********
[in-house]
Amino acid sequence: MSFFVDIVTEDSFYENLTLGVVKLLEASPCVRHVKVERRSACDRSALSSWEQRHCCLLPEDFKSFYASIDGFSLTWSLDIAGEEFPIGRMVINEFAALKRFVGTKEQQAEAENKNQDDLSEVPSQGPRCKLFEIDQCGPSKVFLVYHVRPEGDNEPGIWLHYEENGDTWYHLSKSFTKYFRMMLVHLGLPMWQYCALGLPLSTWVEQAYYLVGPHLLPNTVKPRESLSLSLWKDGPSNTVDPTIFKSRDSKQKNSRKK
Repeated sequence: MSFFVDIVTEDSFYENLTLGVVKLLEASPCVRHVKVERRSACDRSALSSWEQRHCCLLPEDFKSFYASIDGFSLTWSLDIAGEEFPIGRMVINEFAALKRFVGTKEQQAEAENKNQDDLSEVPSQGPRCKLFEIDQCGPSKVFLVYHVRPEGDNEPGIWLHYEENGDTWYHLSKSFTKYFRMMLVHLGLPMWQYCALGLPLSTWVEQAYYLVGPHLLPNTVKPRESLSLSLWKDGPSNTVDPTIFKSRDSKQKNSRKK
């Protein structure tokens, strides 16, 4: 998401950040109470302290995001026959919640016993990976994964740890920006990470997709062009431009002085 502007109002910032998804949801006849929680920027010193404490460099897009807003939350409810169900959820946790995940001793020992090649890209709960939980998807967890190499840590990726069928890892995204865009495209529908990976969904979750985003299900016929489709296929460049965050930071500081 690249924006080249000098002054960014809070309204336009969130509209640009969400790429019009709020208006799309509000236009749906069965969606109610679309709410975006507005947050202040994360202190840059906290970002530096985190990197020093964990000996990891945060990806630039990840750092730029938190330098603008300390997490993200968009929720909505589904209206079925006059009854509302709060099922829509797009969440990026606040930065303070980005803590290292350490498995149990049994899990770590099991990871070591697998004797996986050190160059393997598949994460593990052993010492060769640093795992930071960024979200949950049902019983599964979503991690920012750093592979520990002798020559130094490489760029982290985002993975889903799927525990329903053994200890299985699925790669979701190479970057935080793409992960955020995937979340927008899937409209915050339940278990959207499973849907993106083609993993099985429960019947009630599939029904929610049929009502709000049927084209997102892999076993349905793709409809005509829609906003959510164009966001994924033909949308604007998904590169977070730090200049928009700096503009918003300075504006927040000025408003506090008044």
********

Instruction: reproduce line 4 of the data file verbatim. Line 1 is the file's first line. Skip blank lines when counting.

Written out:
């Protein structure tokens, strides 16, 4: 998401950040109470302290995001026959919640016993990976994964740890920006990470997709062009431009002085 502007109002910032998804949801006849929680920027010193404490460099897009807003939350409810169900959820946790995940001793020992090649890209709960939980998807967890190499840590990726069928890892995204865009495209529908990976969904979750985003299900016929489709296929460049965050930071500081 690249924006080249000098002054960014809070309204336009969130509209640009969400790429019009709020208006799309509000236009749906069965969606109610679309709410975006507005947050202040994360202190840059906290970002530096985190990197020093964990000996990891945060990806630039990840750092730029938190330098603008300390997490993200968009929720909505589904209206079925006059009854509302709060099922829509797009969440990026606040930065303070980005803590290292350490498995149990049994899990770590099991990871070591697998004797996986050190160059393997598949994460593990052993010492060769640093795992930071960024979200949950049902019983599964979503991690920012750093592979520990002798020559130094490489760029982290985002993975889903799927525990329903053994200890299985699925790669979701190479970057935080793409992960955020995937979340927008899937409209915050339940278990959207499973849907993106083609993993099985429960019947009630599939029904929610049929009502709000049927084209997102892999076993349905793709409809005509829609906003959510164009966001994924033909949308604007998904590169977070730090200049928009700096503009918003300075504006927040000025408003506090008044």